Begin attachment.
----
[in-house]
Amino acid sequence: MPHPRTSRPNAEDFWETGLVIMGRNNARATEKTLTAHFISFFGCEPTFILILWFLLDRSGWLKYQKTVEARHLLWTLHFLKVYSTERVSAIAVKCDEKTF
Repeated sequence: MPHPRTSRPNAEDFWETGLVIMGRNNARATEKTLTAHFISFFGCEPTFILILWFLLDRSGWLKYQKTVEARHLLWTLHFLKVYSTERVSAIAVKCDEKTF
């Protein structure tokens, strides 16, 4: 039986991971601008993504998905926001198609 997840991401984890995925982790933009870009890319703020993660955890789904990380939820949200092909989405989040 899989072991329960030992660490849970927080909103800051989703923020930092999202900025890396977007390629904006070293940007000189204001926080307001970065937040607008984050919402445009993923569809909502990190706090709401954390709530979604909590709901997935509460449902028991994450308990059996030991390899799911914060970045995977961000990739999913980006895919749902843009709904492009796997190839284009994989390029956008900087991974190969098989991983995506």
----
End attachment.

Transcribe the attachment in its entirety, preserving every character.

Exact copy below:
[in-house]
Amino acid sequence: MPHPRTSRPNAEDFWETGLVIMGRNNARATEKTLTAHFISFFGCEPTFILILWFLLDRSGWLKYQKTVEARHLLWTLHFLKVYSTERVSAIAVKCDEKTF
Repeated sequence: MPHPRTSRPNAEDFWETGLVIMGRNNARATEKTLTAHFISFFGCEPTFILILWFLLDRSGWLKYQKTVEARHLLWTLHFLKVYSTERVSAIAVKCDEKTF
């Protein structure tokens, strides 16, 4: 039986991971601008993504998905926001198609 997840991401984890995925982790933009870009890319703020993660955890789904990380939820949200092909989405989040 899989072991329960030992660490849970927080909103800051989703923020930092999202900025890396977007390629904006070293940007000189204001926080307001970065937040607008984050919402445009993923569809909502990190706090709401954390709530979604909590709901997935509460449902028991994450308990059996030991390899799911914060970045995977961000990739999913980006895919749902843009709904492009796997190839284009994989390029956008900087991974190969098989991983995506």